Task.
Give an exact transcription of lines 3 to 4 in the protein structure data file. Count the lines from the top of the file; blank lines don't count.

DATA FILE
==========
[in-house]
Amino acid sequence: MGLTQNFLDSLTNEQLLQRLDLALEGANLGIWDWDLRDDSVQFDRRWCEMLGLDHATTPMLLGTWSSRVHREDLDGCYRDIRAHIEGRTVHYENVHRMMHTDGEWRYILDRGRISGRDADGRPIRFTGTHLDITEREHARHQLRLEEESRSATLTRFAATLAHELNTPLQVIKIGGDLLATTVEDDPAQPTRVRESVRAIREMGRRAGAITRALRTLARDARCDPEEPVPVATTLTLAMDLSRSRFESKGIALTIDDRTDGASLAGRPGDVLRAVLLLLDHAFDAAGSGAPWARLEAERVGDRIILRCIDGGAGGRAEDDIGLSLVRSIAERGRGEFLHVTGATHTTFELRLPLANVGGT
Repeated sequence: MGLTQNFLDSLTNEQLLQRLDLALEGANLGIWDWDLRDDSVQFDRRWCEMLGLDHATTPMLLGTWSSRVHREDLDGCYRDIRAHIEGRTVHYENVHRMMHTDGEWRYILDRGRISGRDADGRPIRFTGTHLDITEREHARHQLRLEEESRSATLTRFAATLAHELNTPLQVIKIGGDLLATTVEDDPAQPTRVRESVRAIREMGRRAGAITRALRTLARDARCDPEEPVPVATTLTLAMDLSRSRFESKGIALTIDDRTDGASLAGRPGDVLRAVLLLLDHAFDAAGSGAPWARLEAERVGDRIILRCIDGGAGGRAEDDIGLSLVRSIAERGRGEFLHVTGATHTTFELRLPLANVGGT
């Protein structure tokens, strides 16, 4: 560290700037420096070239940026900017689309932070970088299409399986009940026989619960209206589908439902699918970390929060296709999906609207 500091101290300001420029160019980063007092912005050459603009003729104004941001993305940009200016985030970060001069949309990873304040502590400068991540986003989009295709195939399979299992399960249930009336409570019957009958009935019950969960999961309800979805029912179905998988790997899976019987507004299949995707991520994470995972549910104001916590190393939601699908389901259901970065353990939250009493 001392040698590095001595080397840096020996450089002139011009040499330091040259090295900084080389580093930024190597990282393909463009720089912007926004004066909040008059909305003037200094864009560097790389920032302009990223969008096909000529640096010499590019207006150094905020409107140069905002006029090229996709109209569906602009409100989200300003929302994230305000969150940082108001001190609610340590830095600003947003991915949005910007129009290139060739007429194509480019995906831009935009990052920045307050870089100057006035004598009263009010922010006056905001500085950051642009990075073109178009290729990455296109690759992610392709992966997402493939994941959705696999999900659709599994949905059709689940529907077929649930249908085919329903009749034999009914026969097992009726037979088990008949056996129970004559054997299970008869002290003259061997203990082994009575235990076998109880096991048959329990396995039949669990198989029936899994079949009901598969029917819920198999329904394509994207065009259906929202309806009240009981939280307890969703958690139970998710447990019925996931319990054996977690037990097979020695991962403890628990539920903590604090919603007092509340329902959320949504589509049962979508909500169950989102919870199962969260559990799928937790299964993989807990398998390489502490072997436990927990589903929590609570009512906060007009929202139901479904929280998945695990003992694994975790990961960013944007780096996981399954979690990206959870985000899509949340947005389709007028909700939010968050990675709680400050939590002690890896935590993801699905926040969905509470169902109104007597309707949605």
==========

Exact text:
Repeated sequence: MGLTQNFLDSLTNEQLLQRLDLALEGANLGIWDWDLRDDSVQFDRRWCEMLGLDHATTPMLLGTWSSRVHREDLDGCYRDIRAHIEGRTVHYENVHRMMHTDGEWRYILDRGRISGRDADGRPIRFTGTHLDITEREHARHQLRLEEESRSATLTRFAATLAHELNTPLQVIKIGGDLLATTVEDDPAQPTRVRESVRAIREMGRRAGAITRALRTLARDARCDPEEPVPVATTLTLAMDLSRSRFESKGIALTIDDRTDGASLAGRPGDVLRAVLLLLDHAFDAAGSGAPWARLEAERVGDRIILRCIDGGAGGRAEDDIGLSLVRSIAERGRGEFLHVTGATHTTFELRLPLANVGGT
């Protein structure tokens, strides 16, 4: 560290700037420096070239940026900017689309932070970088299409399986009940026989619960209206589908439902699918970390929060296709999906609207 500091101290300001420029160019980063007092912005050459603009003729104004941001993305940009200016985030970060001069949309990873304040502590400068991540986003989009295709195939399979299992399960249930009336409570019957009958009935019950969960999961309800979805029912179905998988790997899976019987507004299949995707991520994470995972549910104001916590190393939601699908389901259901970065353990939250009493 001392040698590095001595080397840096020996450089002139011009040499330091040259090295900084080389580093930024190597990282393909463009720089912007926004004066909040008059909305003037200094864009560097790389920032302009990223969008096909000529640096010499590019207006150094905020409107140069905002006029090229996709109209569906602009409100989200300003929302994230305000969150940082108001001190609610340590830095600003947003991915949005910007129009290139060739007429194509480019995906831009935009990052920045307050870089100057006035004598009263009010922010006056905001500085950051642009990075073109178009290729990455296109690759992610392709992966997402493939994941959705696999999900659709599994949905059709689940529907077929649930249908085919329903009749034999009914026969097992009726037979088990008949056996129970004559054997299970008869002290003259061997203990082994009575235990076998109880096991048959329990396995039949669990198989029936899994079949009901598969029917819920198999329904394509994207065009259906929202309806009240009981939280307890969703958690139970998710447990019925996931319990054996977690037990097979020695991962403890628990539920903590604090919603007092509340329902959320949504589509049962979508909500169950989102919870199962969260559990799928937790299964993989807990398998390489502490072997436990927990589903929590609570009512906060007009929202139901479904929280998945695990003992694994975790990961960013944007780096996981399954979690990206959870985000899509949340947005389709007028909700939010968050990675709680400050939590002690890896935590993801699905926040969905509470169902109104007597309707949605």